Reading from the Heart: Women, Literature, and the Search for True Love

Reading from the Heart: Women, Literature, and the Search for True Love

by Suzanne Juhasz
     
 

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An exploration of the needs & desires that lead to a reading habit. Shows that reading & real life are interrelated experiences, each composed of need & fantasy, yearning & satisfaction. Novels are not escapes from reality but spaces of the possible, where women can experiment with other ways of feeling & being. Convincingly demonstrates that the romance plot of

Overview

An exploration of the needs & desires that lead to a reading habit. Shows that reading & real life are interrelated experiences, each composed of need & fantasy, yearning & satisfaction. Novels are not escapes from reality but spaces of the possible, where women can experiment with other ways of feeling & being. Convincingly demonstrates that the romance plot of finding, losing, & regaining true love is as much about identity as it is about love. Womens fantasy of true love is a version of mother love, in which the hero of a novel offers the unconditional maternal acceptance that enables the heroine to develop an authentic self.

Editorial Reviews

Publishers Weekly - Publisher's Weekly
Juhasz, an English professor at the University of Colorado, explores the intriguing notion that identification with characters in romantic fiction assists women with issues relating to selfhood. Drawing on novels she has read and theories of mother-infant bonding by psychologist D. W. Winnicott, she provides an autobiographical analysis of her relationships to literary figures. Juhasz posits, for example, that Jane Austen was her ``author-mother'' during a reading of Pride and Prejudice while in her teens, because she identified emotionally with Austen's heroine, Elizabeth Bennett, in her search for true love. Connections with other heroines created by such authors as Charlotte Bronte, Louisa May Alcott and Gloria Naylor helped her focus on many aspects of her own life. From reading lesbian romantic fiction, Juhasz was able to let bloom repressed sexual feeling toward women. A close and thoughtful look at varieties of romantic love for women. (Aug . )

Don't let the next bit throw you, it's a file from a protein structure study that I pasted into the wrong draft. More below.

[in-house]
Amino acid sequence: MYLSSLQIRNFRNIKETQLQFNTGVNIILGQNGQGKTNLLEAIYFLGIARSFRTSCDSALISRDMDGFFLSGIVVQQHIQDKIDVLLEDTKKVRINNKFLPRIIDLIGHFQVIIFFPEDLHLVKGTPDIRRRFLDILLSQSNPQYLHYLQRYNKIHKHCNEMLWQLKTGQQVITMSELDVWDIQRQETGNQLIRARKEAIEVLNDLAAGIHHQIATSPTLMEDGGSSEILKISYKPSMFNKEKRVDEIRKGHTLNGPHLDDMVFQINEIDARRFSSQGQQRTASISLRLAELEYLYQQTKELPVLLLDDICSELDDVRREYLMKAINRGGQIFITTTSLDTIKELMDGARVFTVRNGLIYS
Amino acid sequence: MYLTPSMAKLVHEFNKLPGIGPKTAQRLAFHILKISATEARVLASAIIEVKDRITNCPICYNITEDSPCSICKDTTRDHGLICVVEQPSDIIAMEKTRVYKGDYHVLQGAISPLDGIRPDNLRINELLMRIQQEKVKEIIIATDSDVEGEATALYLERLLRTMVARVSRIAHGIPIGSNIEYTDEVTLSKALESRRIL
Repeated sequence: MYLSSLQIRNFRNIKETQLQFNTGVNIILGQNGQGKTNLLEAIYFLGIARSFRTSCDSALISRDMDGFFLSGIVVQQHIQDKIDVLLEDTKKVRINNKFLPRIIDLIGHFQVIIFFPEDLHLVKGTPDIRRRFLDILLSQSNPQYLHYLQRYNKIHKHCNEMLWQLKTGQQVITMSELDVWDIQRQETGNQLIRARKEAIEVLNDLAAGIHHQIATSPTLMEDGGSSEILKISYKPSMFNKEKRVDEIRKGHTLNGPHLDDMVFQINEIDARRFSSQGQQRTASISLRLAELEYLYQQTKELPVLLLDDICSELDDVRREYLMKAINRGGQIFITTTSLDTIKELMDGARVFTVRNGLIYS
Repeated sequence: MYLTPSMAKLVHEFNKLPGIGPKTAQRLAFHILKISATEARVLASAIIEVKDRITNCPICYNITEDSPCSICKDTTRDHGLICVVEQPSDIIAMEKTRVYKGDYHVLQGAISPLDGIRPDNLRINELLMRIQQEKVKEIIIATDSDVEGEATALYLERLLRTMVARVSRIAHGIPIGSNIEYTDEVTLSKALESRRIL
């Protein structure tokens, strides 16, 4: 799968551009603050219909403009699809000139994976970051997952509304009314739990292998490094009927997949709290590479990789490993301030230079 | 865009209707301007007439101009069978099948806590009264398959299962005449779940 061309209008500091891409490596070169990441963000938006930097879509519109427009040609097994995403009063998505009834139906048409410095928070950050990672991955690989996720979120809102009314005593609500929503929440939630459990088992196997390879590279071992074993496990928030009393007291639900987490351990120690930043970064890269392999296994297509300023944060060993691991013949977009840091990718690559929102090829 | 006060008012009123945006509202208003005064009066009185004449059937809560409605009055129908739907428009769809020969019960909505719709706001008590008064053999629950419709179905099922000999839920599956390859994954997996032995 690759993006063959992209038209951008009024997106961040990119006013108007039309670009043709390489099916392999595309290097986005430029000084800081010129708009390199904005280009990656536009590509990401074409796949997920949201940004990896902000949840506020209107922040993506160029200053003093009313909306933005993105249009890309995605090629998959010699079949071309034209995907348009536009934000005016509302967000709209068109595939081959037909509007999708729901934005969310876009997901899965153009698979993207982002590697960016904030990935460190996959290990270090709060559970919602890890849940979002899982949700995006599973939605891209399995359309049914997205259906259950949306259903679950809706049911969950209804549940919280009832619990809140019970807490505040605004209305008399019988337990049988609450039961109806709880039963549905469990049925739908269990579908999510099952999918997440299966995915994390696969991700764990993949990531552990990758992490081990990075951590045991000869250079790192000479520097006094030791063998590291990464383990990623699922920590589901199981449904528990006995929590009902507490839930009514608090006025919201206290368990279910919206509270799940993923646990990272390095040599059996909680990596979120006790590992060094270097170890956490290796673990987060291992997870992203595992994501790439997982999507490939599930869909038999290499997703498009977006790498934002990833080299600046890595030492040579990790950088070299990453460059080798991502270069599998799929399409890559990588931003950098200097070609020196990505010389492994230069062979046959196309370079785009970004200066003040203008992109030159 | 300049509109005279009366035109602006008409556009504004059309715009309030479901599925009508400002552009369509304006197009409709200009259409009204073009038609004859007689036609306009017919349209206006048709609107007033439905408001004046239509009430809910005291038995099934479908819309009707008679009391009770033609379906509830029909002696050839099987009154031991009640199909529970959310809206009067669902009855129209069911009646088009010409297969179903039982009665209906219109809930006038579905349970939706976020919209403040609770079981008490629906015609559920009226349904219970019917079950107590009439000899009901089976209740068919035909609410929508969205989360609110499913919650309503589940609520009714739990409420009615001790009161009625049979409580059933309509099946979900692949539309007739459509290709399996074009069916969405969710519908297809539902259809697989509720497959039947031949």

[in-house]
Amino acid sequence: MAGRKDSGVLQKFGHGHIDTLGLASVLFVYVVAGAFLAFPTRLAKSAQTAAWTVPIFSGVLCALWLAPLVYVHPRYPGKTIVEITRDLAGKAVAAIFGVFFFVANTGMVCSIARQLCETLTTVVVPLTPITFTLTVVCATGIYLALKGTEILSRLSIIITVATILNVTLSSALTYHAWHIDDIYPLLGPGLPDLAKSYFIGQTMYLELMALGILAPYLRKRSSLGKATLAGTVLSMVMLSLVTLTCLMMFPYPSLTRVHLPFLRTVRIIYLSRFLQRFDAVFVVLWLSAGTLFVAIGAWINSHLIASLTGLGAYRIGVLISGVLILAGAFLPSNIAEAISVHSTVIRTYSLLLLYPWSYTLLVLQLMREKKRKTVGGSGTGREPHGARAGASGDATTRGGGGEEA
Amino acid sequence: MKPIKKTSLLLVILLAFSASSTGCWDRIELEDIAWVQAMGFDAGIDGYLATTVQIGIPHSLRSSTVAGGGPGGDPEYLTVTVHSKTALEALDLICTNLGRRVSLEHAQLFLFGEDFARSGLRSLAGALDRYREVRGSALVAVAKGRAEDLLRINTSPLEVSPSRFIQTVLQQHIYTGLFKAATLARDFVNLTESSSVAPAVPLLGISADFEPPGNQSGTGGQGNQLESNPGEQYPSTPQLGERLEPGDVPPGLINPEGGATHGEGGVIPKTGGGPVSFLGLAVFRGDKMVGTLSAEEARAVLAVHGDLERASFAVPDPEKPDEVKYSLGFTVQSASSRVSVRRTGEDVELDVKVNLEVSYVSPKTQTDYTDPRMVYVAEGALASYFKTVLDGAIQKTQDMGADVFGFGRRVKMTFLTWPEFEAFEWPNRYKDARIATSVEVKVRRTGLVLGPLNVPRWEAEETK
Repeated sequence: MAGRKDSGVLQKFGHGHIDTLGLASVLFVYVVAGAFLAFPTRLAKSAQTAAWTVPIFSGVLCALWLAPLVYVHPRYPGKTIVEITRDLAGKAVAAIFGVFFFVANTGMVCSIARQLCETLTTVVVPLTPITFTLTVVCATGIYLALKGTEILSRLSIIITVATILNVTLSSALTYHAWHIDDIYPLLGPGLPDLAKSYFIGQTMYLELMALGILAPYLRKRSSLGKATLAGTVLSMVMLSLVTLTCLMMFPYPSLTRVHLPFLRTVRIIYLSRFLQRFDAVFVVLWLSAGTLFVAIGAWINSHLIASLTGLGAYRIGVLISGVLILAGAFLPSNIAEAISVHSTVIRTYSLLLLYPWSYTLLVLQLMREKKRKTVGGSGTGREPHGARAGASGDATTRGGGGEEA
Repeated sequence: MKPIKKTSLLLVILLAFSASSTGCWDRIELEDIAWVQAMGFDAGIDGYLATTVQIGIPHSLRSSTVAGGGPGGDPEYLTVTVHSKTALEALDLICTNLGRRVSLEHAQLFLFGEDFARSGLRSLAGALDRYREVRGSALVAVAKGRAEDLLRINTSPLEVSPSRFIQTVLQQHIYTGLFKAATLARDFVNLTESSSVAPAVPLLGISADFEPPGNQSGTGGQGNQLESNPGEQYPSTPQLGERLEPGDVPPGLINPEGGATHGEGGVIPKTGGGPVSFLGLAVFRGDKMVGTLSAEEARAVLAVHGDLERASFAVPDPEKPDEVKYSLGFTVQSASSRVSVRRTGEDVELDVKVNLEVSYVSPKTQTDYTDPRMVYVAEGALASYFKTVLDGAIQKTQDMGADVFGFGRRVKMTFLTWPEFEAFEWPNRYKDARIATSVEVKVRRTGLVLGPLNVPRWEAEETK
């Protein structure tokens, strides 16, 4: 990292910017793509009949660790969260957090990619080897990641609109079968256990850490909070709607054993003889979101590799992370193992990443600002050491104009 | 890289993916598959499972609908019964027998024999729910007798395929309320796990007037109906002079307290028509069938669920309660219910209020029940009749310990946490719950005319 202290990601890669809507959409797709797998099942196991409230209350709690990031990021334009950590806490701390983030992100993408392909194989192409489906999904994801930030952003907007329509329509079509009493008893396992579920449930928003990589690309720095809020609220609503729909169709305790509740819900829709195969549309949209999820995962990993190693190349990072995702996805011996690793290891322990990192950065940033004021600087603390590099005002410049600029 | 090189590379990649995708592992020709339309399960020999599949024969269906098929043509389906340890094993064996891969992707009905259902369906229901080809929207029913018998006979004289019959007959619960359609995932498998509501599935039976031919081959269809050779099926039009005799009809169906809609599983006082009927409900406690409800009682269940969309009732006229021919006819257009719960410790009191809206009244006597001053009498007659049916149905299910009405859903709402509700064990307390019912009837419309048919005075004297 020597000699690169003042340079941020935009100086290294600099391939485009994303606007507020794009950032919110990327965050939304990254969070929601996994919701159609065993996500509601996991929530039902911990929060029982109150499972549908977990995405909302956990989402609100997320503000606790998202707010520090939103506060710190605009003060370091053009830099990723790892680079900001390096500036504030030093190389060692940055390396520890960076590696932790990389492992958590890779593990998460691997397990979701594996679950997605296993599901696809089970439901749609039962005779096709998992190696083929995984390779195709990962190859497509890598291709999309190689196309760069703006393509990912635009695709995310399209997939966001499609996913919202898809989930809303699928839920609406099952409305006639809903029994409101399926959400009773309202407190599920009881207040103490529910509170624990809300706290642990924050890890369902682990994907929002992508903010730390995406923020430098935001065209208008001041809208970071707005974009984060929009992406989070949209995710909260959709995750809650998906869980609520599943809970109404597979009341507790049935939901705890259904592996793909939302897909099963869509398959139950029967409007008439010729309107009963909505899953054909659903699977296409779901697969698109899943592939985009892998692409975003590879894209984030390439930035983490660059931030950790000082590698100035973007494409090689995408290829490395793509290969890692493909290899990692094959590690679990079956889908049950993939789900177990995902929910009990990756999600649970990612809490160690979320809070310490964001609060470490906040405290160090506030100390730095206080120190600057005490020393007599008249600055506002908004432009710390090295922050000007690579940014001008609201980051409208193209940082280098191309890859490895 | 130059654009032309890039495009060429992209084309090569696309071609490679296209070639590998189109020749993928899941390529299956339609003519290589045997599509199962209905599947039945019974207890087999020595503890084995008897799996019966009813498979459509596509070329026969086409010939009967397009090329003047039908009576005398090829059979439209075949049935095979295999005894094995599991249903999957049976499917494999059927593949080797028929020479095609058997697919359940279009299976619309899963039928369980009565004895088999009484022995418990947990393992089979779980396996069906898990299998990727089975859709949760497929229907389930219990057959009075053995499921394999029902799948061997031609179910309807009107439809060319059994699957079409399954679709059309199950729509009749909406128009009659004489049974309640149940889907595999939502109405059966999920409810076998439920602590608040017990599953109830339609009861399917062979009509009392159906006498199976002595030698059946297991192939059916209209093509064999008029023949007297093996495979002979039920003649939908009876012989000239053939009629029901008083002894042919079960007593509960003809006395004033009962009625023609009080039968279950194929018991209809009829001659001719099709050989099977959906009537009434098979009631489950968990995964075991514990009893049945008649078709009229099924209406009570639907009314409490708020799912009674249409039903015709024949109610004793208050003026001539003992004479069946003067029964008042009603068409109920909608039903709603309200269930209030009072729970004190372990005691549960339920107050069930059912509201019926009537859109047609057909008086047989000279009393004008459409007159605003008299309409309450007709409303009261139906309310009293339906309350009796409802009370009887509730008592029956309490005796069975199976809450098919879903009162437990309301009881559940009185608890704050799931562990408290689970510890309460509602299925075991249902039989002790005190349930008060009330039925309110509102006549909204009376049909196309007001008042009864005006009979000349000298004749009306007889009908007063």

Library Journal
Women's romance fiction elicits both analytical and emotional responses from Juhasz, an academic (Univ. of Colorado) and a "fan" who uses object-relations theory to explain her long allegiance to the genre. Thus, "true love" is really the maternal care, acceptance, and recognition that foster the heroine's self-development. The Juhasz hero is a nurturing male; or, in a last chapter on lesbian romances, a nurturing female. It may be a stretch to see Catherine's connection with Heathcliff as "reunion with the mother," but useful insights (e.g., on the difference between Darcy and Rochester as heroes) do emerge. Besides the Bront and Austen novels, Juhasz discusses Little Women, Elswyth Thane's Tryst, Gloria Naylor's Mama Day, Isabel Miller's Patience and Sarah, and Valerie Taylor's Prism. Juhasz produces a critical justification for empathic identification, but in her scheme, the Harlequin formula is superior to Jane Eyre. For informed lay readers.-Patricia Dooley, Newport, R.I.

Product Details

ISBN-13:
9780140168556
Publisher:
Penguin Publishing Group
Publication date:
12/28/1995
Edition description:
Reprint
Pages:
312
Product dimensions:
5.40(w) x 7.76(h) x 0.77(d)

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